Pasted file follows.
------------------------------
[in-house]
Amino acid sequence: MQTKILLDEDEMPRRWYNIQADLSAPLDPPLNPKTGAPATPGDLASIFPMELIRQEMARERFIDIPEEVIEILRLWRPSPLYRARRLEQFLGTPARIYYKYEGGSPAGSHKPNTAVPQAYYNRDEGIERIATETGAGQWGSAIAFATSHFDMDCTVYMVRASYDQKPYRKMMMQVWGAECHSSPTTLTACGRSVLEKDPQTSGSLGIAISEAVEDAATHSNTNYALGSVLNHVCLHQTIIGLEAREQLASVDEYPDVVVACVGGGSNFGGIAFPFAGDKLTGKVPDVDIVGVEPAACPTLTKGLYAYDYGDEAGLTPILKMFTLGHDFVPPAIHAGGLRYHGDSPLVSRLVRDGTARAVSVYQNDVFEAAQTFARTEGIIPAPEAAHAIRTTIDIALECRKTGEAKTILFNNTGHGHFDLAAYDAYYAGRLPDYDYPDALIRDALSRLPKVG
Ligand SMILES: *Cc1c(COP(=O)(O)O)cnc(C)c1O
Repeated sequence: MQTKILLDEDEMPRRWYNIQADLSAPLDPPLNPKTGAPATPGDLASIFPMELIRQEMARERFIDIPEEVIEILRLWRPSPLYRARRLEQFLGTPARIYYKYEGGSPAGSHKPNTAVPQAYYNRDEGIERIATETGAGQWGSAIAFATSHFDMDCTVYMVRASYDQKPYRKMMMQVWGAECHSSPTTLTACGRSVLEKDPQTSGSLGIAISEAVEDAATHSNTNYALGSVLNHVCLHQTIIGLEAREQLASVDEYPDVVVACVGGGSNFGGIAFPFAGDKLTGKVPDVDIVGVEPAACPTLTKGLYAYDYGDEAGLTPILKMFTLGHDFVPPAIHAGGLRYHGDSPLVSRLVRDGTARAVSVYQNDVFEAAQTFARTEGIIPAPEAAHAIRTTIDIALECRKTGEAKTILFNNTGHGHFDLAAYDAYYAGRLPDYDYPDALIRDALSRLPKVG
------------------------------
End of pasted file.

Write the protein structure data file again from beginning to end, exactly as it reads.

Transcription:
[in-house]
Amino acid sequence: MQTKILLDEDEMPRRWYNIQADLSAPLDPPLNPKTGAPATPGDLASIFPMELIRQEMARERFIDIPEEVIEILRLWRPSPLYRARRLEQFLGTPARIYYKYEGGSPAGSHKPNTAVPQAYYNRDEGIERIATETGAGQWGSAIAFATSHFDMDCTVYMVRASYDQKPYRKMMMQVWGAECHSSPTTLTACGRSVLEKDPQTSGSLGIAISEAVEDAATHSNTNYALGSVLNHVCLHQTIIGLEAREQLASVDEYPDVVVACVGGGSNFGGIAFPFAGDKLTGKVPDVDIVGVEPAACPTLTKGLYAYDYGDEAGLTPILKMFTLGHDFVPPAIHAGGLRYHGDSPLVSRLVRDGTARAVSVYQNDVFEAAQTFARTEGIIPAPEAAHAIRTTIDIALECRKTGEAKTILFNNTGHGHFDLAAYDAYYAGRLPDYDYPDALIRDALSRLPKVG
Ligand SMILES: *Cc1c(COP(=O)(O)O)cnc(C)c1O
Repeated sequence: MQTKILLDEDEMPRRWYNIQADLSAPLDPPLNPKTGAPATPGDLASIFPMELIRQEMARERFIDIPEEVIEILRLWRPSPLYRARRLEQFLGTPARIYYKYEGGSPAGSHKPNTAVPQAYYNRDEGIERIATETGAGQWGSAIAFATSHFDMDCTVYMVRASYDQKPYRKMMMQVWGAECHSSPTTLTACGRSVLEKDPQTSGSLGIAISEAVEDAATHSNTNYALGSVLNHVCLHQTIIGLEAREQLASVDEYPDVVVACVGGGSNFGGIAFPFAGDKLTGKVPDVDIVGVEPAACPTLTKGLYAYDYGDEAGLTPILKMFTLGHDFVPPAIHAGGLRYHGDSPLVSRLVRDGTARAVSVYQNDVFEAAQTFARTEGIIPAPEAAHAIRTTIDIALECRKTGEAKTILFNNTGHGHFDLAAYDAYYAGRLPDYDYPDALIRDALSRLPKVG